- Scheuer is blunt about who al-Qaeda would prefer to win the elections in November: " I said that al-Qaeda itself has said that it could not wish for a better government than the one that is now governing the US, because, on the policies of issue to Muslims, al-Qaeda believes this government is wrong on every one and thus allows their insurgency to grow larger to incite other groups to attack Americans."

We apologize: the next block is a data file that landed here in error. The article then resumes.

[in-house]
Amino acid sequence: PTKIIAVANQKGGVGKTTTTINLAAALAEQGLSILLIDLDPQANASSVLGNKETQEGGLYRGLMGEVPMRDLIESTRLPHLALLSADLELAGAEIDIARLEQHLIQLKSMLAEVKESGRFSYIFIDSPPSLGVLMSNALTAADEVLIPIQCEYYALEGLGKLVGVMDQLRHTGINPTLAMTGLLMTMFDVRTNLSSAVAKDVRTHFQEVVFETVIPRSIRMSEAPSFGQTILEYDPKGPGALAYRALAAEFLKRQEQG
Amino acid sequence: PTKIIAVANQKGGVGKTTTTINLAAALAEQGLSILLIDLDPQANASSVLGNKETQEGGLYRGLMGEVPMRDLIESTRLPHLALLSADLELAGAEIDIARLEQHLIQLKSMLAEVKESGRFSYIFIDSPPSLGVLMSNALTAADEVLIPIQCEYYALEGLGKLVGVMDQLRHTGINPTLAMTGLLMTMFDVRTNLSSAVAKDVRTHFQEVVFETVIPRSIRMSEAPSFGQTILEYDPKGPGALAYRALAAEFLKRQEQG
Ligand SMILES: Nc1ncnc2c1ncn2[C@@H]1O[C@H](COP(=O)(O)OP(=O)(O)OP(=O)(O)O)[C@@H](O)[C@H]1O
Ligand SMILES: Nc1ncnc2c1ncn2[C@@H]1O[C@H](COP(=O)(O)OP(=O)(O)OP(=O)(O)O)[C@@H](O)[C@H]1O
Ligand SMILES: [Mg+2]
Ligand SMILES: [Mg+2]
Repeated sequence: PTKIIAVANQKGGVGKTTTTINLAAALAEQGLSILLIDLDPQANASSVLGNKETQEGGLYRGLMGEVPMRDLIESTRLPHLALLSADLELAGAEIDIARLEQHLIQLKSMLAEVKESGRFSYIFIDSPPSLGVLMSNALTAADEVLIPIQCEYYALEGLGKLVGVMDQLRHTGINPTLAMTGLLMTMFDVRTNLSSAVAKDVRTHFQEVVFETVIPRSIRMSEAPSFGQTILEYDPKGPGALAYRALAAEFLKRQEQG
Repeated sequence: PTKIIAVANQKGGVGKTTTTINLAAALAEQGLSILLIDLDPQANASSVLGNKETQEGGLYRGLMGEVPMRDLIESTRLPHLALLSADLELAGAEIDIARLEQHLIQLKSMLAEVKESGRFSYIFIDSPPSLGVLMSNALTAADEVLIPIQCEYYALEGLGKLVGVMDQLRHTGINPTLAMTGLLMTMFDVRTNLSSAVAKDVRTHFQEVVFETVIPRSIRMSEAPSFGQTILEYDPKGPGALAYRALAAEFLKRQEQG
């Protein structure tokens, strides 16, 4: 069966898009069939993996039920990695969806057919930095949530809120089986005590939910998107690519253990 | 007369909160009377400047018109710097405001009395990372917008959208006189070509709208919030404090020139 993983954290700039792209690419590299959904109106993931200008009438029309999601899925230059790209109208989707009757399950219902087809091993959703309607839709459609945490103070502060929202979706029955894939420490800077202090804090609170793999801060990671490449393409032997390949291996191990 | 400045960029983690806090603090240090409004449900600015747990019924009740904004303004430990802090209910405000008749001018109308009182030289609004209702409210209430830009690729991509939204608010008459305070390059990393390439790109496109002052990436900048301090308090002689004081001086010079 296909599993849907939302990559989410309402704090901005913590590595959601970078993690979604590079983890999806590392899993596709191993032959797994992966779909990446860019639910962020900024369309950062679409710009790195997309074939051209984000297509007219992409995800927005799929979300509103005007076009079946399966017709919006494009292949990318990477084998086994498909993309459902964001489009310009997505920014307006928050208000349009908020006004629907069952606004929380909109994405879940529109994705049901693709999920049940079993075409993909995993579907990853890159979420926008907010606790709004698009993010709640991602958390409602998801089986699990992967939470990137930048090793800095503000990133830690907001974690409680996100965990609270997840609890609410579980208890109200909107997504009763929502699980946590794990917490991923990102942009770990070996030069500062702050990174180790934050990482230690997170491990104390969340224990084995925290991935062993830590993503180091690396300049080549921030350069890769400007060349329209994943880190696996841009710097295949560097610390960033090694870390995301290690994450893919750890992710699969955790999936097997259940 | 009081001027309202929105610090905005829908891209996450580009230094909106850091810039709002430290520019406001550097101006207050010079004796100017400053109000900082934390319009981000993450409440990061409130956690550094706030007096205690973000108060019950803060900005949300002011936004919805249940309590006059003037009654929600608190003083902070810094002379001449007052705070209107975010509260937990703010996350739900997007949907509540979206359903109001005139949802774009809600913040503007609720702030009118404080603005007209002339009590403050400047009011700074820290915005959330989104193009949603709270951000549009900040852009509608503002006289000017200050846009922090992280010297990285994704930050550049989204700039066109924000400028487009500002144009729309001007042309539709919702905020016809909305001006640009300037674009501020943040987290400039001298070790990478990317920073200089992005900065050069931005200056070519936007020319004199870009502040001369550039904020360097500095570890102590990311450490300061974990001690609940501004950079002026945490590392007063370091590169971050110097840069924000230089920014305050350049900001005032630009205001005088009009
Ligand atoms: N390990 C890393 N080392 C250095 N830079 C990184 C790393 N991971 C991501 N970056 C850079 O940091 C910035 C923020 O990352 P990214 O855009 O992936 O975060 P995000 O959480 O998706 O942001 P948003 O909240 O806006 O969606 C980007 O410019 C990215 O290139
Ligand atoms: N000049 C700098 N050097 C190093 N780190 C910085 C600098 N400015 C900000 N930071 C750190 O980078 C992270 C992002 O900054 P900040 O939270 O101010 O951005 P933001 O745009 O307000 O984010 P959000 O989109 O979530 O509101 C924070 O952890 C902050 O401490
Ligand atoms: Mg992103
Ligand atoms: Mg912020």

- "I don't know if we have to say we are at war with Islam, but I think it defies reality to say that a growing part of Islam is not at war against us," he says. "I am at a loss to understand how this far along into the bin Laden problem we can still be saying that this war has nothing to do with religion. It has everything to do with religion in terms of the motivation bin Laden, his followers, sympathizers, and Muslims generally feel to fight us. Bin Laden's genius has been to focus the Muslim world on specific US policies. He's not, as the Ayatollah did, ranting about women who wear knee-length dresses. He's not against Budweiser or democracy. The shibboleth that he opposes our freedoms is completely false, and it leads us into a situation where we will never perceive the threat."